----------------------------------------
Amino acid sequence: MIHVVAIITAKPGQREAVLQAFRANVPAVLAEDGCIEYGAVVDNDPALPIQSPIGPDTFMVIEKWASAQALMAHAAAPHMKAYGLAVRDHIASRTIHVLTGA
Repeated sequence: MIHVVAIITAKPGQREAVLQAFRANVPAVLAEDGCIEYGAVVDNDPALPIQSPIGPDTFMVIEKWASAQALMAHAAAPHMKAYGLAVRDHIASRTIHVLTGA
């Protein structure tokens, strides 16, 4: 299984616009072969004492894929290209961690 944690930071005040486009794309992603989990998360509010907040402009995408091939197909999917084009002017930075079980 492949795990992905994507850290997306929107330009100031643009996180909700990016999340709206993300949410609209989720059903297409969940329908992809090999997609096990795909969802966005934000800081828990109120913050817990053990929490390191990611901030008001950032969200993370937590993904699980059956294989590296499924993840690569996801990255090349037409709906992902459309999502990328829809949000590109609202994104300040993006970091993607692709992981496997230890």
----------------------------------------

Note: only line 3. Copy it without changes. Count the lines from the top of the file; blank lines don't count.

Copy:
């Protein structure tokens, strides 16, 4: 299984616009072969004492894929290209961690 944690930071005040486009794309992603989990998360509010907040402009995408091939197909999917084009002017930075079980 492949795990992905994507850290997306929107330009100031643009996180909700990016999340709206993300949410609209989720059903297409969940329908992809090999997609096990795909969802966005934000800081828990109120913050817990053990929490390191990611901030008001950032969200993370937590993904699980059956294989590296499924993840690569996801990255090349037409709906992902459309999502990328829809949000590109609202994104300040993006970091993607692709992981496997230890």